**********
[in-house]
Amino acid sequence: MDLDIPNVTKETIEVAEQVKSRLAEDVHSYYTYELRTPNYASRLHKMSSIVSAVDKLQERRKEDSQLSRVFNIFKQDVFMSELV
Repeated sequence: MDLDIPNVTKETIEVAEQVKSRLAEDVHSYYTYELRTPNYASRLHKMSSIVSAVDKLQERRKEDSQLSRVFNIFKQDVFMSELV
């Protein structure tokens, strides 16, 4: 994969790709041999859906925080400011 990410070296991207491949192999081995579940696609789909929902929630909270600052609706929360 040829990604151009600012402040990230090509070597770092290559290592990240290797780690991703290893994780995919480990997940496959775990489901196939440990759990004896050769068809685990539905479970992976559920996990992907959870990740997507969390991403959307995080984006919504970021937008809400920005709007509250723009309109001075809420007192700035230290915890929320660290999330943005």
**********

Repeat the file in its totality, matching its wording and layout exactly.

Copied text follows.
[in-house]
Amino acid sequence: MDLDIPNVTKETIEVAEQVKSRLAEDVHSYYTYELRTPNYASRLHKMSSIVSAVDKLQERRKEDSQLSRVFNIFKQDVFMSELV
Repeated sequence: MDLDIPNVTKETIEVAEQVKSRLAEDVHSYYTYELRTPNYASRLHKMSSIVSAVDKLQERRKEDSQLSRVFNIFKQDVFMSELV
């Protein structure tokens, strides 16, 4: 994969790709041999859906925080400011 990410070296991207491949192999081995579940696609789909929902929630909270600052609706929360 040829990604151009600012402040990230090509070597770092290559290592990240290797780690991703290893994780995919480990997940496959775990489901196939440990759990004896050769068809685990539905479970992976559920996990992907959870990740997507969390991403959307995080984006919504970021937008809400920005709007509250723009309109001075809420007192700035230290915890929320660290999330943005």